"Regarding the use of base facilities for same-sex marriages, legal counsel has concluded that, generally speaking, base facility use is sexual orientation-neutral," Rear Adm. Mark Tidd, the Navy's chief of chaplains, said in the memo. "This is a change to previous training that stated same-sex marriages are not authorized on federal property."

Read the full story here.

- CNN Belief Blog

Filed under: Belief • Faith Now • Gay marriage • Military

May 10th, 2011
07:36 AM ET

How to be a rock star: A little faith helps

By Eric Marrapodi, CNN Belief Blog Co-Editor

Arlington, Virginia (CNN) – Jonathan Slye wanted to be a rock star. The wide-eyed 17-year-old spent part of last summer at a Christian rock camp learning how to be a lead singer. But by November he had another thought: he should throw an epic rock show in his hometown.

How hard could it be?

In just a few months, Slye – the son of a pastor – managed to land some of the biggest names in Christian hip-hop, rock and heavy metal to play at his Spring Jam Fest this Saturday in nearby Centreville, Virginia.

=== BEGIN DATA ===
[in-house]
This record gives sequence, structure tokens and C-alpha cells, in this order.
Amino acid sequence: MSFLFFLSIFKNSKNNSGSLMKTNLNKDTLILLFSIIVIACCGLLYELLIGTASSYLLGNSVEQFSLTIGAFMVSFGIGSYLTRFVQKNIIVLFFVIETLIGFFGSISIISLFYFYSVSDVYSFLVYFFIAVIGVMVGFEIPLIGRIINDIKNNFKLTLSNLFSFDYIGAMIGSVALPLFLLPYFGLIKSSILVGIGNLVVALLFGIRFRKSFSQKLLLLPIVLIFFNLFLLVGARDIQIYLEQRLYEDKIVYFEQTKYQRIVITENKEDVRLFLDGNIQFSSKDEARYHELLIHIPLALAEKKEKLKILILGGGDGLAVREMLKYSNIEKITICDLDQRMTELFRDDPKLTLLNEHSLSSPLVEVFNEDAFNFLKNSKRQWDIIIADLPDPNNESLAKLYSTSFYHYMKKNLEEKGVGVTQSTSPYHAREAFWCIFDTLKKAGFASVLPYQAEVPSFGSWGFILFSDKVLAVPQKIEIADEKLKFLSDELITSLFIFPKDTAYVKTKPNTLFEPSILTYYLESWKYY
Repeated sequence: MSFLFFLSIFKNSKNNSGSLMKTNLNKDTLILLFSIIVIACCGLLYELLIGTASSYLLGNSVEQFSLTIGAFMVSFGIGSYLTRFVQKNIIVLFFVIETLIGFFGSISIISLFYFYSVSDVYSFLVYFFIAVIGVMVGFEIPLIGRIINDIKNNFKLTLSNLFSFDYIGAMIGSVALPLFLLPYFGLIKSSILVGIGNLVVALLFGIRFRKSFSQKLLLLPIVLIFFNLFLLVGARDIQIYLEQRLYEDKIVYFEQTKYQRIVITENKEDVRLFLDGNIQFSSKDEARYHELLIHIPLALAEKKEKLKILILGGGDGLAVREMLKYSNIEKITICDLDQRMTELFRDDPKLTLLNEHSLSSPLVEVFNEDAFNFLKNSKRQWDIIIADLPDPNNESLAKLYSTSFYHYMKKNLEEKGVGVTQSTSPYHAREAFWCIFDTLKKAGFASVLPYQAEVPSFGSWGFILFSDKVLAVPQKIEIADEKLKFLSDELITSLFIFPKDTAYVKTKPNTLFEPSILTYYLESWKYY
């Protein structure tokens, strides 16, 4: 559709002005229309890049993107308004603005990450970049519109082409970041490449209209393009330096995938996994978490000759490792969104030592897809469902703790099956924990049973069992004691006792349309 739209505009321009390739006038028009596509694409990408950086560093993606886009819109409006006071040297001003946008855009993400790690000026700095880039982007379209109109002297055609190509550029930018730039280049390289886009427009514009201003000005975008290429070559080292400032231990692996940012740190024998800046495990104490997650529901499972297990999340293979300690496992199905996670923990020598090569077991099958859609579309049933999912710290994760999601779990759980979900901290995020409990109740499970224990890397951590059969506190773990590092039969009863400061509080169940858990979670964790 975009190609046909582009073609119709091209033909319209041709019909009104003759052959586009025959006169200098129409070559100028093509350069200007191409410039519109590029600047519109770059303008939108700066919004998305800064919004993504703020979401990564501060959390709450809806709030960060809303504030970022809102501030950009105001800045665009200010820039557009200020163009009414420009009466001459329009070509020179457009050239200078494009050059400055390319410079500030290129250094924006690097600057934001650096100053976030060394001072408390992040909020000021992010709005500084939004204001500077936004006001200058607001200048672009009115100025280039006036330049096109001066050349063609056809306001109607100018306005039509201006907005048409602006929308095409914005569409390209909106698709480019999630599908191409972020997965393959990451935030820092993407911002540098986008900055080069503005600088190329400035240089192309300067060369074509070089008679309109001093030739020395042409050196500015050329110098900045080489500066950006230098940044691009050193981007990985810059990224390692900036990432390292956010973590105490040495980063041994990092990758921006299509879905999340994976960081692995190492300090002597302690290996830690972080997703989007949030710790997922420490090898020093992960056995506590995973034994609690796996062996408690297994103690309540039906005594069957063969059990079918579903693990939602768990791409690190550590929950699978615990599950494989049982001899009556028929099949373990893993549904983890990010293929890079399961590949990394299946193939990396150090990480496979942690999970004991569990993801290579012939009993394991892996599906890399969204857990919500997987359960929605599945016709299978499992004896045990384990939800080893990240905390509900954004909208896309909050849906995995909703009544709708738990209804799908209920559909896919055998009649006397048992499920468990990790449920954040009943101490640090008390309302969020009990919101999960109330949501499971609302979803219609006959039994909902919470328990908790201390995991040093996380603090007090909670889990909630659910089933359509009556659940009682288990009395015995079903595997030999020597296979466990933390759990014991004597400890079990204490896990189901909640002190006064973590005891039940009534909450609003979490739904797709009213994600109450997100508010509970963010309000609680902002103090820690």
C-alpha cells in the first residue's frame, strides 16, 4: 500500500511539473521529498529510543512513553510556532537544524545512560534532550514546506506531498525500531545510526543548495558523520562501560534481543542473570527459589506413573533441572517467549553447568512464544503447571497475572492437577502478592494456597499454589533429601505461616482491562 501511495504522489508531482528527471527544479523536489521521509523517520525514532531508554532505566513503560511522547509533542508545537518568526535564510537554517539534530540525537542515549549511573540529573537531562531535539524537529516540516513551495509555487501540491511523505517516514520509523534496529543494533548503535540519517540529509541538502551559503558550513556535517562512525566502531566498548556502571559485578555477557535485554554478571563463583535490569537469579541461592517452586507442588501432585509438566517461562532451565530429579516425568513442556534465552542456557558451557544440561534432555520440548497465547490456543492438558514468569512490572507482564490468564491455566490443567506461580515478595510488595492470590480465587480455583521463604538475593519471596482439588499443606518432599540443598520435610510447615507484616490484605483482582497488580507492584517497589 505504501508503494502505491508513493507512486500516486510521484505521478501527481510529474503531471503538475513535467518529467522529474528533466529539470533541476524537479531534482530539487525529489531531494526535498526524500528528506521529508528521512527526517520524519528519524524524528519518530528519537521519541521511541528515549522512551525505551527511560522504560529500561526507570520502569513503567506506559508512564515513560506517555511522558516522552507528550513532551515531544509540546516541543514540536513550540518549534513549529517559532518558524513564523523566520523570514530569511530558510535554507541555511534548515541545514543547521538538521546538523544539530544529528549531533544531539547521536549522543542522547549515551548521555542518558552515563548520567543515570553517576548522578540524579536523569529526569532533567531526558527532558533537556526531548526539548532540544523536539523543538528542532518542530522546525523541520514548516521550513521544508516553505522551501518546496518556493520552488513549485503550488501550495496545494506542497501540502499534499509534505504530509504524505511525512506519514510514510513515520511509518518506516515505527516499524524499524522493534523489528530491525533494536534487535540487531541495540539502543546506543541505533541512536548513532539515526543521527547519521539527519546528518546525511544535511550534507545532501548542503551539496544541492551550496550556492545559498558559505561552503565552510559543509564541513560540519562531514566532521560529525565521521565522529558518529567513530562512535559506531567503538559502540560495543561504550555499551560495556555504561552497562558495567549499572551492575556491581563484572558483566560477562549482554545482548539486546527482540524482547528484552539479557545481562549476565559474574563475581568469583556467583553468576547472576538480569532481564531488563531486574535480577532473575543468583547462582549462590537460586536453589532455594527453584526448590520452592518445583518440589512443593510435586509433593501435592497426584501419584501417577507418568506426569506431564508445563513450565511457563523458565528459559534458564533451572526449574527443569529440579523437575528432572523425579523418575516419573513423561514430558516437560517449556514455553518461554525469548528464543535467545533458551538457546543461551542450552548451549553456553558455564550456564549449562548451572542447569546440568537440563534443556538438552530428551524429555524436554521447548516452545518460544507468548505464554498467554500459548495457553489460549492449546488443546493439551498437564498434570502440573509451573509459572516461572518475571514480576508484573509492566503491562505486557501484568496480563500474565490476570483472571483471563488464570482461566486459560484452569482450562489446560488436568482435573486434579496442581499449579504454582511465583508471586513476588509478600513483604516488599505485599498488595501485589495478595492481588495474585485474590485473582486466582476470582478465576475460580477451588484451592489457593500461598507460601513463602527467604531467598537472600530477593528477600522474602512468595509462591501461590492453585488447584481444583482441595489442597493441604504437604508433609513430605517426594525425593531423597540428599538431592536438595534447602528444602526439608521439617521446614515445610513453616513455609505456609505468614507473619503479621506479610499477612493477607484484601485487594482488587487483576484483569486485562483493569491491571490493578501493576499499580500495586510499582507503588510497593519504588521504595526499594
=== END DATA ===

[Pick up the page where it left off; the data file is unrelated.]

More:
He did it through sheer will and a little faith – and at a fraction of the cost of a professional concert.

It helped that no one told him teenagers don’t throw major rock shows.

FULL POST

- CNN Belief Blog Co-Editor

Filed under: Belief • Christianity • Church • Faith • Music • Virginia

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About this blog

The CNN Belief Blog covers the faith angles of the day's biggest stories, from breaking news to politics to entertainment, fostering a global conversation about the role of religion and belief in readers' lives. It's edited by CNN's Daniel Burke and Eric Marrapodi with daily contributions from CNN's worldwide newsgathering team.